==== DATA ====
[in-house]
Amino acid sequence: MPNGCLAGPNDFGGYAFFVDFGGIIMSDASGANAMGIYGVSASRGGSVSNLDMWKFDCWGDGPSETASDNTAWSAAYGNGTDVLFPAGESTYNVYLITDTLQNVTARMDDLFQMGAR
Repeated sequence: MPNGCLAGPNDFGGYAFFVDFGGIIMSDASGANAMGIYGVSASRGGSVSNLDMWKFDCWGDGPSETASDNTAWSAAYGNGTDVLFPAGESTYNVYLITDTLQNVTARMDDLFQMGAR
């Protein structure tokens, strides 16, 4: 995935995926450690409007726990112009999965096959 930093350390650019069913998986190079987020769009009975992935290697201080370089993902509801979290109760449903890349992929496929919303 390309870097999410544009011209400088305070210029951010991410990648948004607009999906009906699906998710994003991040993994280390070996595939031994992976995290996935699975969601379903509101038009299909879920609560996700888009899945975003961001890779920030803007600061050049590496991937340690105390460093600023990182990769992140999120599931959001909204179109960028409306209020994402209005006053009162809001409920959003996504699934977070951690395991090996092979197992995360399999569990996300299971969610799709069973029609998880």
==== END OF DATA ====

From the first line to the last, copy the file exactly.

[in-house]
Amino acid sequence: MPNGCLAGPNDFGGYAFFVDFGGIIMSDASGANAMGIYGVSASRGGSVSNLDMWKFDCWGDGPSETASDNTAWSAAYGNGTDVLFPAGESTYNVYLITDTLQNVTARMDDLFQMGAR
Repeated sequence: MPNGCLAGPNDFGGYAFFVDFGGIIMSDASGANAMGIYGVSASRGGSVSNLDMWKFDCWGDGPSETASDNTAWSAAYGNGTDVLFPAGESTYNVYLITDTLQNVTARMDDLFQMGAR
């Protein structure tokens, strides 16, 4: 995935995926450690409007726990112009999965096959 930093350390650019069913998986190079987020769009009975992935290697201080370089993902509801979290109760449903890349992929496929919303 390309870097999410544009011209400088305070210029951010991410990648948004607009999906009906699906998710994003991040993994280390070996595939031994992976995290996935699975969601379903509101038009299909879920609560996700888009899945975003961001890779920030803007600061050049590496991937340690105390460093600023990182990769992140999120599931959001909204179109960028409306209020994402209005006053009162809001409920959003996504699934977070951690395991090996092979197992995360399999569990996300299971969610799709069973029609998880």